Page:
Tulane running back race ‘very open’

The fact that four-year starter Orleans Darkwa is no longer in the picture is on the minds of all the Tulane running backs that both played behind him and showed up as he departed.

“With Orleans out, it’s anyone’s job, so we’re all out competing and trying to perform to the best of our abilities,” junior running back Josh Rounds said following Tulane’s first intrasquad scrimmage of fall camp Saturday.

And that’s exactly what many of them did Saturday. While freshman quarterback Tanner Lee established command of his position, Rounds and the rest of his running backs, on the other hand, showed how difficult it might be to name a starter.

On 20 attempts, the four main contenders rushed for 145 yards, for an average of 7.3 yards per carry against what was a better-than-solid defense last year. That’s not even counting expected starter Sherman Badie, who came out after a single carry, and sophomore Lazedrick Thompson.

“It’s very open,” coach Curtis Johnson said of the backfield competition. “Like I always say, I think you have to handle running back by committee. I thought these guys played really, really well. The only thing we just have to work on is some protection. … Sherman didn’t get much action, neither did Lazedrick. We really didn’t want to see those guys. They’re a little banged up and (we) didn’t want to force them in the action.”

Senior Dante Butler was the first back Johnson brought up by name when discussing the group’s production during the scrimmage. On the first offensive drive, after Butler displayed good timing on a screen with Lee for 7 yards, he broke an 18-yard run between the tackles to put the offense in scoring position. Later on in the scrimmage, with the offense starting from the defense’s 40, Butler went out on a wheel route, deftly pushed past a jamming defender, and caught Lee’s ball wide open and trotted in the end zone.

Not only that, but he excelled at Johnson’s only gripe with the group.

“I was very impressed with Dante,” Johnson said. “The one thing that he is, he’s the older guy back there and he picked up all the protections. He played really, really well.”

The other standout was true freshman Dontrell Hilliard, who picked up where Butler left off on that first drive and broke several tackles on the left side for 24 yards to score the offense’s first touchdown of the day. Hilliard’s four attempts were one less than Butler’s, but he outrushed him 34 yards to 23 and seemed to take the most snaps with the starters.

“The job is really not taken right now, so everybody’s coming out to play,” Hilliard said. “They’ve welcomed me with open arms; we’re just fighting for position right now.”

Rounds averaged a first down a carry playing mostly with the second unit, going for 48 yards on four attempts with a touchdown.

“I haven’t been in the end zone since my freshman year in a scrimmage, so I’m just trying to get back, make some plays and show improvement,” Rounds said.

And ending the scrimmage appropriately, second-year walk-on Marshall Wadleigh broke a 29-yarder, the longest of any back, to score on the last play before the final whistle.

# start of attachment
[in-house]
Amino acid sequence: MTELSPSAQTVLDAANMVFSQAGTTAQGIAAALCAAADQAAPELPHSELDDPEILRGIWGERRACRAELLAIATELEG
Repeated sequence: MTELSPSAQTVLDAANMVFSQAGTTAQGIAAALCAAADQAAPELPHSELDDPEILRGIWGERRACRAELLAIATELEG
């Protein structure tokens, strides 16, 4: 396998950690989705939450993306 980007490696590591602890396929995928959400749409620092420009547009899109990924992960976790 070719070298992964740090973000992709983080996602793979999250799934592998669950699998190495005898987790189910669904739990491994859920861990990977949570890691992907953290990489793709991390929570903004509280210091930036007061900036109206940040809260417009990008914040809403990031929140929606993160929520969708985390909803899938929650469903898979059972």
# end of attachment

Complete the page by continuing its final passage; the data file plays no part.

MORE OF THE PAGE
Holding out

Aside from Badie and Thompson, there were several other players high up on the depth chart that didn’t see the field much Saturday.

A day before, Johnson said he would keep many of his starters out to get a look at his backups, and he did. Thorpe Award candidate Lorenzo Doss, linebacker Nico Marley, safety Darion Monroe, and wide receivers Justyn Shackleford and Xavier Rush all saw little to no action.

“There’s a lot of guys we really didn’t need to see in this scrimmage,” Johnson said. “This is a scrimmage to tell us who we’re going to play and who we’re not going to play.”

‘Didn’t feel like Week 1’

With just a week of practice in the books and what looks to be a tough 2014 campaign creeping up in the not-so-distant future, there’s a lot Johnson likes about his team.

“I like the hustle. I like the athleticism. I like the execution,” Johnson said. “For a first scrimmage, we’ve only been in practice for five days and the execution looks pretty good.”

Lee, who after the snaps and compliments his coach gave him is apparently the team’s leader early on in his career, seems comfortable already.

“I’ll tell you what, it didn’t feel like the first week,” Lee said. “Things are really running smoothly. We’re not having too many hiccups with guys not knowing their assignments. If we keep going at this pace and keep on repping these plays like we’re doing, it’s really going to be second nature come Tulsa.”

Alex Cassara

Quick read

Three observations of note from Saturday’s practice:

1, Tulane will make full use of sophomore wide receiver Devon Breaux’s leaping ability. Breaux, who qualified for NCAA Regionals in the long jump as a freshman and finished third in the high jump at the 2013 Conference USA outdoor championships, went in the air for two difficult touchdown catches Saturday. Breaux had only two scoring receptions last season, but quarterback Tanner Lee says he trusts him as much as any receiver on the team.

2, The Green Wave ran the ball surprisingly well, picking up 173 yards on 24 carries with three backs having gains of 24 or more yards in a tight competition to replace four-year starter Orleans Darkwa. The question is whether that bodes well for an offensive line that struggled in run blocking in the past or poorly for a defense that lost run-stopping tackles Chris Davenport and Julius Warmsley.

3, Sophomore cornerback Richard Allen continued to have a strong camp while starters Lorenzo Doss and Taurean Nixon rested minor injuries. Allen led the defense with eight tackles and a sack. Allen, a member of the National Honor Society who is majoring in cell and molecular biology, appears ready to achieve on the field, too.

Guerry Smith